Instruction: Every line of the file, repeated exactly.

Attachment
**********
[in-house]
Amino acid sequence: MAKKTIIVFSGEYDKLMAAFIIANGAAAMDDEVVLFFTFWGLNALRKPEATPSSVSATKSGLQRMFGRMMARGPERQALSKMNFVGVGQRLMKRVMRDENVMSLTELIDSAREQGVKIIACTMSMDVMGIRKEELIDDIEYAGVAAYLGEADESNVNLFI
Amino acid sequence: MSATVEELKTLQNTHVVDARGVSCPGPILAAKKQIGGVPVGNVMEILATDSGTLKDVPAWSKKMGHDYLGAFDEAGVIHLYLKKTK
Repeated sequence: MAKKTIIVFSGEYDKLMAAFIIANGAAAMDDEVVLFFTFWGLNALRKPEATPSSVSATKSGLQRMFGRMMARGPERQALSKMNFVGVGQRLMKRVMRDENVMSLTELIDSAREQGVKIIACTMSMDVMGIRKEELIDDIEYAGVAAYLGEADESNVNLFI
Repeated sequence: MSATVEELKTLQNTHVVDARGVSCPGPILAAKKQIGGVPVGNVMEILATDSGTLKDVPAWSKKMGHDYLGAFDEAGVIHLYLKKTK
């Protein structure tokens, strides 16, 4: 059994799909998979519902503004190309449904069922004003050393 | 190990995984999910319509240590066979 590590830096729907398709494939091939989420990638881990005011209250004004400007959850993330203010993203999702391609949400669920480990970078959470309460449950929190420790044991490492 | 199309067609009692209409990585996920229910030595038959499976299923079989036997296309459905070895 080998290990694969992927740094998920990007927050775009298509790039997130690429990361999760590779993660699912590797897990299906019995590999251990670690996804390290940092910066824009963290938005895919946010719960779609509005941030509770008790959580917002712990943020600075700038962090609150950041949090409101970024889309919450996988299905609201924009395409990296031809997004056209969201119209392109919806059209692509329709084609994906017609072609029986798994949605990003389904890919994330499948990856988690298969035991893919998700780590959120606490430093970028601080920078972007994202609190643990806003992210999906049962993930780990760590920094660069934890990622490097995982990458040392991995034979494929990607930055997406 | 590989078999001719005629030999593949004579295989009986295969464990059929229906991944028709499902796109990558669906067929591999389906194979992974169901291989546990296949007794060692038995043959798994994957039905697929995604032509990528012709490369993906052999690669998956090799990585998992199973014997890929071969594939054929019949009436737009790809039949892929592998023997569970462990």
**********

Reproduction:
[in-house]
Amino acid sequence: MAKKTIIVFSGEYDKLMAAFIIANGAAAMDDEVVLFFTFWGLNALRKPEATPSSVSATKSGLQRMFGRMMARGPERQALSKMNFVGVGQRLMKRVMRDENVMSLTELIDSAREQGVKIIACTMSMDVMGIRKEELIDDIEYAGVAAYLGEADESNVNLFI
Amino acid sequence: MSATVEELKTLQNTHVVDARGVSCPGPILAAKKQIGGVPVGNVMEILATDSGTLKDVPAWSKKMGHDYLGAFDEAGVIHLYLKKTK
Repeated sequence: MAKKTIIVFSGEYDKLMAAFIIANGAAAMDDEVVLFFTFWGLNALRKPEATPSSVSATKSGLQRMFGRMMARGPERQALSKMNFVGVGQRLMKRVMRDENVMSLTELIDSAREQGVKIIACTMSMDVMGIRKEELIDDIEYAGVAAYLGEADESNVNLFI
Repeated sequence: MSATVEELKTLQNTHVVDARGVSCPGPILAAKKQIGGVPVGNVMEILATDSGTLKDVPAWSKKMGHDYLGAFDEAGVIHLYLKKTK
């Protein structure tokens, strides 16, 4: 059994799909998979519902503004190309449904069922004003050393 | 190990995984999910319509240590066979 590590830096729907398709494939091939989420990638881990005011209250004004400007959850993330203010993203999702391609949400669920480990970078959470309460449950929190420790044991490492 | 199309067609009692209409990585996920229910030595038959499976299923079989036997296309459905070895 080998290990694969992927740094998920990007927050775009298509790039997130690429990361999760590779993660699912590797897990299906019995590999251990670690996804390290940092910066824009963290938005895919946010719960779609509005941030509770008790959580917002712990943020600075700038962090609150950041949090409101970024889309919450996988299905609201924009395409990296031809997004056209969201119209392109919806059209692509329709084609994906017609072609029986798994949605990003389904890919994330499948990856988690298969035991893919998700780590959120606490430093970028601080920078972007994202609190643990806003992210999906049962993930780990760590920094660069934890990622490097995982990458040392991995034979494929990607930055997406 | 590989078999001719005629030999593949004579295989009986295969464990059929229906991944028709499902796109990558669906067929591999389906194979992974169901291989546990296949007794060692038995043959798994994957039905697929995604032509990528012709490369993906052999690669998956090799990585998992199973014997890929071969594939054929019949009436737009790809039949892929592998023997569970462990």